Bankruptcy In Retirement: How It Affects Social Security In Hawaii
When you file for bankruptcy in Hawaii, it is natural to wonder if it will affect your social security benefits, especially if doing so after you’re already retired. The good news is, your social security benefits will stay safe. There will be no change in your eligibility or how much you will be paid.
However, the benefits may influence how your bankruptcy is handled. Contacting your skilled Hawaiian bankruptcy attorney is a good place to start determining how your social security may affect your situation.
When determining how to handle your bankruptcy, the Hawaiian court will consider all of your income to determine how you can repay your creditors. If your social security is being combined into the same accounts as the rest of your money, it will be added to the resources you have.
Social Security, Bankruptcy & The Hawaii Exemptions
While your social security may play a role in your bankruptcy, you can rest assured that your bankruptcy does not affect your eligibility for social security. Not only that, but your bankruptcy will not determine or change any amounts or payment frequency or your current or future social security payments.
In general, bankruptcy doesn’t affect Social Security eligibility or benefits. Social Security benefits are exempt assets, which means they can’t be used to repay creditors in a bankruptcy case.
However, Social Security income can be considered in Chapter 7 bankruptcy eligibility and Chapter 13 bankruptcy repayment plans.
In Hawaii, bankruptcy exemptions include:
- A portion of earned wages that have not yet been paid
- Public benefits, including public assistance such as welfare and Social Security
When filing for bankruptcy, debtors must include their complete Social Security number. The trustee will then request copies of financial and identification documents, such as a Social Security card.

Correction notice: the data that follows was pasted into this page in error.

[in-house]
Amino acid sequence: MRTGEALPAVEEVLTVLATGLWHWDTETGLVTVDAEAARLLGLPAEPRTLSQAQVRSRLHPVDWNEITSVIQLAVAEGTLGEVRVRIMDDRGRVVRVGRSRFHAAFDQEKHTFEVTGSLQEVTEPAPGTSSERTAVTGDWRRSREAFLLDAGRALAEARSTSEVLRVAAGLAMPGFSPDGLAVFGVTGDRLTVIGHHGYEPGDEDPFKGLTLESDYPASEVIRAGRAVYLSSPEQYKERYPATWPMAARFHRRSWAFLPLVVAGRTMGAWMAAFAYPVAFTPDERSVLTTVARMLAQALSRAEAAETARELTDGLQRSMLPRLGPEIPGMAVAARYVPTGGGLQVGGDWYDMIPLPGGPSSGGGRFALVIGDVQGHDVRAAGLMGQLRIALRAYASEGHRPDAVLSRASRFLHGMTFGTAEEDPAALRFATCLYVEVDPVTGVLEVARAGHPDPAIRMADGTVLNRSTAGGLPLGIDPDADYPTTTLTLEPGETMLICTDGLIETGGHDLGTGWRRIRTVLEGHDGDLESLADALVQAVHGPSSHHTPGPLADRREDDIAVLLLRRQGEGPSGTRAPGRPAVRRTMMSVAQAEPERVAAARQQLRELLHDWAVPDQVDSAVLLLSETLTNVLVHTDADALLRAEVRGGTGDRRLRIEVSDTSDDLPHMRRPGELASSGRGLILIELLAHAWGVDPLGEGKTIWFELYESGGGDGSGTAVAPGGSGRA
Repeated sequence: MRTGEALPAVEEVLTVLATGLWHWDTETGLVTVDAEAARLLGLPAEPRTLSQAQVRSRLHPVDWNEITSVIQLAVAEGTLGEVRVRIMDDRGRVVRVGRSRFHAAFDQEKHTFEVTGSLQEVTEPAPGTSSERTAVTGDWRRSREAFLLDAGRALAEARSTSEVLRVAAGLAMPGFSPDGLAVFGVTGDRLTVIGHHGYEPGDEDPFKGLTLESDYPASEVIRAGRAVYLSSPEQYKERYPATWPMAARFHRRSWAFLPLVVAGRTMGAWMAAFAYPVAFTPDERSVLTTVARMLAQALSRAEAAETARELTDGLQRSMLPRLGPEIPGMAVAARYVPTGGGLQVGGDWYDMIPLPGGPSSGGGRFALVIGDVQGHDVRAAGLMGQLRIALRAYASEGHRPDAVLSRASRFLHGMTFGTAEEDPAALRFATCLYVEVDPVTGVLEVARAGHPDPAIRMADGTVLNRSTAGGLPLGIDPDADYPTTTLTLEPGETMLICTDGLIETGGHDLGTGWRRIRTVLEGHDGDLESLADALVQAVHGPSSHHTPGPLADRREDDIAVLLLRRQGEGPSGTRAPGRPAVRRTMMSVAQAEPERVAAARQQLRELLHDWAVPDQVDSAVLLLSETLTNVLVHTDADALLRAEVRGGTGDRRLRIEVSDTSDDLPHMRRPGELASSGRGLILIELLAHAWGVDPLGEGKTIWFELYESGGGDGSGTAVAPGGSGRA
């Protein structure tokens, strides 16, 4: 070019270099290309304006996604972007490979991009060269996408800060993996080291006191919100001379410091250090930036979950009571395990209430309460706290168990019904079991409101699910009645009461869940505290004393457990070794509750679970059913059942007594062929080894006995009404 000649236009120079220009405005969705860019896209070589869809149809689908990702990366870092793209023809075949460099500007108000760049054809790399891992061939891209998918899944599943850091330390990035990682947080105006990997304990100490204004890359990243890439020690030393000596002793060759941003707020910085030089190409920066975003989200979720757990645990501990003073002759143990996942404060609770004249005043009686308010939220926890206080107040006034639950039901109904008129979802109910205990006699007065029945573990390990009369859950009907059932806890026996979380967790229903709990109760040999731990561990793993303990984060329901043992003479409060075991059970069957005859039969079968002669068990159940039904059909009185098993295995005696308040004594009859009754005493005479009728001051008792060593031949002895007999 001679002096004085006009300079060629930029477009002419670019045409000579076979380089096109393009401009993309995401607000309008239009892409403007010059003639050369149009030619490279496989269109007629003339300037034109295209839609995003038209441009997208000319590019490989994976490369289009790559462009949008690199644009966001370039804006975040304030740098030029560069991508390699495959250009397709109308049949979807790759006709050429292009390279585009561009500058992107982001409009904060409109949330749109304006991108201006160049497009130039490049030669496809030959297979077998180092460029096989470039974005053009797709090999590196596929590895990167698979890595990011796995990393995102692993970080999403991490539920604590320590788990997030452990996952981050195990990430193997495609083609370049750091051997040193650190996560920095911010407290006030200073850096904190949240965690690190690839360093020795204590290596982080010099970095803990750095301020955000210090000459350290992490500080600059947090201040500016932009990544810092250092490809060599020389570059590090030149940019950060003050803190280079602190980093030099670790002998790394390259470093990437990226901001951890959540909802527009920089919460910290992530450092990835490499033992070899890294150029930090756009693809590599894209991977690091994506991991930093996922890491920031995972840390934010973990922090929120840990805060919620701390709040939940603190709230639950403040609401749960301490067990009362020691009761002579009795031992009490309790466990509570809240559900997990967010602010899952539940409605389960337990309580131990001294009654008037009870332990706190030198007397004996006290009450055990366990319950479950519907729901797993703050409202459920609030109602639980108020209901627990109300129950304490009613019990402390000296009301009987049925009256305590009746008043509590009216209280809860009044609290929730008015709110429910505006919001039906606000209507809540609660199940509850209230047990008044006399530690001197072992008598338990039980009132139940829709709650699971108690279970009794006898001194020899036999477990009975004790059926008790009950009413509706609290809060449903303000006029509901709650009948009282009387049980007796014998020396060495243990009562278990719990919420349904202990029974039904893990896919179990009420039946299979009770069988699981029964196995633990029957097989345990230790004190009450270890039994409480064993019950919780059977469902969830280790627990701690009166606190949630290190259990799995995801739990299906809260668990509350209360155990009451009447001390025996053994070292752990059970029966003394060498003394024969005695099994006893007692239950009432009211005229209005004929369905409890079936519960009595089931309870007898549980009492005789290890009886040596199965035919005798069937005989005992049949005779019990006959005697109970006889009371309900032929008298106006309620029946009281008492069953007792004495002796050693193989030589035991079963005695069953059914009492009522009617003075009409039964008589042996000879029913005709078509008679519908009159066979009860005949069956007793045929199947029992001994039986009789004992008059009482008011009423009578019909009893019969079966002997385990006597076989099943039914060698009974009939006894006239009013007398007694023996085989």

The Impact Of Social Security On Chapters 7 & 13 Eligibility
When it comes to your bankruptcy, social security is exempt from forfeiture which means the court cannot require you to use it to pay off debts. However, all forms of income are taken into account to determine whether you will file for Chapter 7 or Chapter 13 bankruptcy.
You will be asked to submit a means test which is required of all individuals and couples filing for bankruptcy. On this test, you will report all your sources of income, including social security. This test will be key in determining if you are eligible for Chapter 7 or 13 bankruptcy.
Chapter 7 In Hawaii: Safeguard Your Social Security From Debt Discharge
With Chapter 7 bankruptcy, all of your debt will be discharged once you forfeit your non-exempt assets to repay those you owe. This can include any social security that you have mixed into your other bank accounts.
To prevent this from happening, get in touch with our Bankruptcy lawyers who will help you protect your social security in a dedicated account. They can also work with you to determine the best course of action in your bankruptcy and protect your rights throughout the Hawaiian bankruptcy process.
If you take the means test and your income is higher than Hawaii’s median income for your size household, you may have to consider filing for Chapter 13 bankruptcy.
Chapter 13 In Hawaii: Retain Assets, Control Payments, & Achieve Debt Relief
Chapter 13 bankruptcy is typically used by individuals with a regular income to repay their debts over time. A repayment plan is made (usually 3 to 5 years) and the Hawaiin court will determine the final timeline and supervise the payments.
In Chapter 13, you do not have to liquidate any of your assets which is a huge benefit for those who can work out a payment plan. However, unlike Chapter 7, your debt is not immediately resolved and you will have to work to repay over several years.
How Bankruptcy Can Affect Other Retirement Accounts
Whether bankruptcy can take a toll on your retirement accounts depends on what type of accounts you hold. Generally, accounts under the Employee Retirement Income Security Act are exempt from being affected.
Accounts that are typically protected include 401(k) and 403(b) accounts, individual IRAs, and Roth IRAs, among a few others. Unfortunately, not all accounts are exempt and may be subject to the court’s access. If you’re unsure whether your account will be affected, reach out to our bankruptcy law firm.
That said, even if your retirement accounts are exempt, you may still be at risk of losing money in them if your combined retirement funds exceed $1,512,350. This limit is re-evaluated every so often and will be adjusted in 2025.
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